June 18, 2005:
Julie Miller writes:
My husband and I have five children 2, 4, 6, 8 and 9 years old and we live in Anderson,
South Carolina. I grew up here in the upstate of South Carolina and my husband grew up about
two hours away in Stone Mountain, Georgia. We were surfing the internet to see
what fireflies eat. Our children caught about fifty fireflies each
last night in Stone Mountain, Georgia, . We had no idea or had never thought
about it, but catching these little night lights for our bedroom night
stand is a common activity on summer nights both here in South Carolina and in Georgia.
It was a joy for us as children and a joy for our children now. Our
older two have said they would catch them and send them to you so you
could too enjoy the light show. We also found out the life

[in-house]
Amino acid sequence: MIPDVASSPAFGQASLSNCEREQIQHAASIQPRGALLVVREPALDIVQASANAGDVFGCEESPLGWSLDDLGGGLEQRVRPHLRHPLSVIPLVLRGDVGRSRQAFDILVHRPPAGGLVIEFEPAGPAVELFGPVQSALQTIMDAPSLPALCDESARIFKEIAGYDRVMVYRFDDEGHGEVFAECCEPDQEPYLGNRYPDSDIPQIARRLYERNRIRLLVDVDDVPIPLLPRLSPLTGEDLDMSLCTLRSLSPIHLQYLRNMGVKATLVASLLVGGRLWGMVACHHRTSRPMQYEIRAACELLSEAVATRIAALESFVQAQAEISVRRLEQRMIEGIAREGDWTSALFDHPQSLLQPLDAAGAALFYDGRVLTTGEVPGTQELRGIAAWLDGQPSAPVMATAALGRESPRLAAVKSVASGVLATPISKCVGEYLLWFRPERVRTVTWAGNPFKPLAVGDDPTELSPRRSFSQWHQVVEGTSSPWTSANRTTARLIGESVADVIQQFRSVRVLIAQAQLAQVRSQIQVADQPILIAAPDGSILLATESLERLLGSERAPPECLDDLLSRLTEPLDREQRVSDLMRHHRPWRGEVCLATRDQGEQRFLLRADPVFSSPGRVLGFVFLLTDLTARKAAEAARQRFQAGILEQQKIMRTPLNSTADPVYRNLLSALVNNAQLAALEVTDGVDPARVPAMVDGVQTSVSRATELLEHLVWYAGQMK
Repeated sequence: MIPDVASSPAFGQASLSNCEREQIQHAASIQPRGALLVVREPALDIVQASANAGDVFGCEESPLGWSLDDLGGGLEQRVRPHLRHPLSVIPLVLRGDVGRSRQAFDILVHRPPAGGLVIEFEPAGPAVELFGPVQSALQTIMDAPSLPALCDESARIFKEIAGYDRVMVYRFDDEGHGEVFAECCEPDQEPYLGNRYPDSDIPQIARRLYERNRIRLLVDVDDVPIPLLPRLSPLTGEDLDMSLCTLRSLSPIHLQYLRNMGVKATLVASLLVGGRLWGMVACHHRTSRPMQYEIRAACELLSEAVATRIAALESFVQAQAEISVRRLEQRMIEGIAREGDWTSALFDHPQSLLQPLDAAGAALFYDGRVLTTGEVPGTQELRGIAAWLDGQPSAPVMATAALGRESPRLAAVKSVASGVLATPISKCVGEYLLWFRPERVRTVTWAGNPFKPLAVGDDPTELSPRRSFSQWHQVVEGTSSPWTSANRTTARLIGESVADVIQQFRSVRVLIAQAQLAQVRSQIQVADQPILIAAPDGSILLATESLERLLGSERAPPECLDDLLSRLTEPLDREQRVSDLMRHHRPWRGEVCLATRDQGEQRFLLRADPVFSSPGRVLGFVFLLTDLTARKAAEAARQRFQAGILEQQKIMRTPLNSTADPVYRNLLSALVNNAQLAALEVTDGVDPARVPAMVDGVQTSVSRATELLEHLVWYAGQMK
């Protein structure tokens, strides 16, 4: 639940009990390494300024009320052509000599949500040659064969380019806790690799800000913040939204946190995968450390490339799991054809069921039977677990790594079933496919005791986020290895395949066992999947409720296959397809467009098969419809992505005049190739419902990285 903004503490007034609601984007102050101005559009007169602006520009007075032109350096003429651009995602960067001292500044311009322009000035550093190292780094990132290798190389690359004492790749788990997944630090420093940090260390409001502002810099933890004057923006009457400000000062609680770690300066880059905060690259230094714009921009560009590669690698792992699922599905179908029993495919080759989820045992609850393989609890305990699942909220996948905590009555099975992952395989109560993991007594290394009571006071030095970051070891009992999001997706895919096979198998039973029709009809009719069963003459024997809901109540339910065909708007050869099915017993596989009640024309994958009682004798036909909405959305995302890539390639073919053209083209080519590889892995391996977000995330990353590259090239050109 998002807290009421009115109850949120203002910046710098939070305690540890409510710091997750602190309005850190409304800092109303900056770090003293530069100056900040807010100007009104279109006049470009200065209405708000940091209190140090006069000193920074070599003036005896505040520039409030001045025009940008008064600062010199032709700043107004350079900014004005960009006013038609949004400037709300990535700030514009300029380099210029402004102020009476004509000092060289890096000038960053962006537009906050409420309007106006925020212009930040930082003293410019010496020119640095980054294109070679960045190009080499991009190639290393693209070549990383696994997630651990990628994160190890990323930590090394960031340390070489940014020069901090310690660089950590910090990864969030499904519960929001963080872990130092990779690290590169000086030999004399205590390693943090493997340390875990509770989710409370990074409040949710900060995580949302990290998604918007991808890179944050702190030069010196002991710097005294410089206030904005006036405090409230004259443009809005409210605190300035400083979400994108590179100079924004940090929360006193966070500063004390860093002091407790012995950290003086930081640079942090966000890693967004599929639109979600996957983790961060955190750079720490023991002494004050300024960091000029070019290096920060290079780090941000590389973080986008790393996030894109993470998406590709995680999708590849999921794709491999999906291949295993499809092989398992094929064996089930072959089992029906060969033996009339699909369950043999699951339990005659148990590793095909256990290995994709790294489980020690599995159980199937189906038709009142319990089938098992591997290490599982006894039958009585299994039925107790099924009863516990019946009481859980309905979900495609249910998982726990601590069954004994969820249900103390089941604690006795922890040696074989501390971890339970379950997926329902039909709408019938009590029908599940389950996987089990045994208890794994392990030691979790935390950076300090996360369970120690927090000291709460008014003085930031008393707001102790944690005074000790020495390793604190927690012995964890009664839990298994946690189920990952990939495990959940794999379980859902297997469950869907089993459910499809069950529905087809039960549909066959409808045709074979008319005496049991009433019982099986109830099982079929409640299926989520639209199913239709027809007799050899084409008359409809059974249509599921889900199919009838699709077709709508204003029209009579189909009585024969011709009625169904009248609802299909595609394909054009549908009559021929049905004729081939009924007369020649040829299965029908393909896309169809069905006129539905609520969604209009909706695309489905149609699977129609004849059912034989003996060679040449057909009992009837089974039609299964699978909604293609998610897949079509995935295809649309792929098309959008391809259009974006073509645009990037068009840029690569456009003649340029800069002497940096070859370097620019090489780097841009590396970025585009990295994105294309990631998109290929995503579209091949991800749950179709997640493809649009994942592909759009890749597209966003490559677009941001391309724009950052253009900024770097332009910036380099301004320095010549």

expectancy was only a few days to a week. So, I don't guess they
would travel too well by mail. As a side note, we don't live in a big
city and do not have city bug spray trucks. However, Stone Mountain is a
suburb of Atlanta and they do spray for bugs. Hope this information
S. Fulton County:
June 5, 2010: Elizabeth notes: On thirty acres in S. Fulton Co., Georgia. Unbelievably still rural. High 80's and humid humid humid . . . wish it would just go ahead and rain. Please. Most fabulous year for blooms. Have had several earlier random sightings of fireflies. Tonight, 9ish, stumbled down the hill to the pass-through path from the barn to the mill. It is low land under a hardwood canopy draining down to the creek . A tunnel of magic. Females a-glitter. Siren song of twinkling light. Wonders of a life lived in the south. Memory fails as to how often there has been this full a display. Childhood in Buckhead when it was just a neighborhood. Young adulthood in Inman Park when it was just a neighborhood. Once before here, between the last two droughts. Tonight! Tonight! Tonight! Who could have thought such a thing up? Wonderful.